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Why Black maternal mortality is rising – and what Delaware is doing to combat it

Doula Jade Johnson at work.
Jade Johnson
Doula Jade Johnson at work.

Maternal mortality continues to rise across the country, including here in the First State. Racial disparities exacerbate the issue for women of color and are linked to such factors as implicit bias in the medical system, and the effect of general racialized stress.

This week, Delaware Public Media’s Quinn Kirkpatrick examines the work being done to shine a light on Black maternal mortality and possible solutions.

According to the Centers for Disease Control and Prevention, the maternal mortality rate for 2020 was 23.8 deaths per 100,000 live births. That’s a steady rise from 2018 and 2019, which had rates of 17.4 and 20.1, respectively. This follows nearly three decades of significant increases.

In Delaware, strides have been made to reduce maternal mortality rates. But following national trends, those strides are not reflected in the Black population.

In 2019, Black women made up 28% of live births in Delaware, but they represent 78% of pregnancy-related deaths over the 2017-2021 period.

“The problem is that we know that this is an issue and there’s not enough people talking about it,” said State Rep. Melissa Minor-Brown, who has been actively working to bring attention to this issue and implement solutions.

In 2022, she was the prime sponsor for two bills that work to increase access to doulas – like Jade Johnson – who is a practicing doula in Delaware and surrounding states.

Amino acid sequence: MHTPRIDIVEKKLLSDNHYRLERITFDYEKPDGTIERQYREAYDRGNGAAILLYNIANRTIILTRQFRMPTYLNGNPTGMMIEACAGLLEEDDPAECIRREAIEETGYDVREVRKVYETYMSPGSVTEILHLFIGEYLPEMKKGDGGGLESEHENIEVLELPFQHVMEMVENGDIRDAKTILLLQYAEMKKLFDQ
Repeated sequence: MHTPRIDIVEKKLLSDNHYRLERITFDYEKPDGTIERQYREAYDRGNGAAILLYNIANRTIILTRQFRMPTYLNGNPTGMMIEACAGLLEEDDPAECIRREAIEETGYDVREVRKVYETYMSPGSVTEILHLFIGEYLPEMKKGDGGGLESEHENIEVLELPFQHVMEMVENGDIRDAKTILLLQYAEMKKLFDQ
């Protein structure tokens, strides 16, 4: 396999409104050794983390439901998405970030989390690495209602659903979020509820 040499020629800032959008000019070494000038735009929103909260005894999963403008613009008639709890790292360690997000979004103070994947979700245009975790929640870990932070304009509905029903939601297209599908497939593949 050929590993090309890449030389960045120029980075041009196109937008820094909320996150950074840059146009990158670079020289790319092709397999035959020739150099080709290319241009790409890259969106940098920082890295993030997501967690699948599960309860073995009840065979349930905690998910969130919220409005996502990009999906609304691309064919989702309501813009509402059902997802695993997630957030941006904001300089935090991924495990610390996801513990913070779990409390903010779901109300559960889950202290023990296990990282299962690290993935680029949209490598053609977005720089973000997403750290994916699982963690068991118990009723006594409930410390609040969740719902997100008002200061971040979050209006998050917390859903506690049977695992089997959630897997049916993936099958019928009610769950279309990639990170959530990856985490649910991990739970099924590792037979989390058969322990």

Doula Jade Johnson.
Jade Johnson
Doula Jade Johnson.

“So, a doula is a professionally trained labor coach or birth support person who provides mental, physical, educational, and emotional support for pregnant women throughout labor, birth and postpartum,” Johnson explained.

Since starting her doula training in 2017, Johnson says she’s noticed an increase in demand for doula services. She attended 17 births last year, up from seven the year before.

Doulas are not a new phenomenon, but nationwide there’s been an increased focus on their ability to improve birth outcomes. Unlike midwives or doctors, doulas do not deliver babies or perform any type of medical intervention. Their space in the birthing process is one of support for the mother and family.

Upon examining the root causes of the high rates of maternal mortality, and what Minor-Brown refers to as “near misses” in the U.S., it becomes clear that advocacy is a well-grounded solution.

There is widespread coverage of birthing people, specifically Black birthing people, having their voices silenced. Tennis champion Serena Williams experienced complications following her c-section and nearly died when her concerns were dismissed.

Shané Darby, the founder of Black Mothers In Power and a Wilmington City Council member, says doulas help remind their clients that they know their bodies best.

“Doulas, when they’re present, are able to empower their clients, the people that they’re working with. The birthing people. To have them ask questions, speak up for themselves, understand their body. Being able to articulate that and communicate that to healthcare professionals. And a doula is there to also give support when they feel like their birthing person isn’t being listened to. Giving them the resources that they need to be heard when they’re dealing with their doctors or the healthcare system,” said Darby.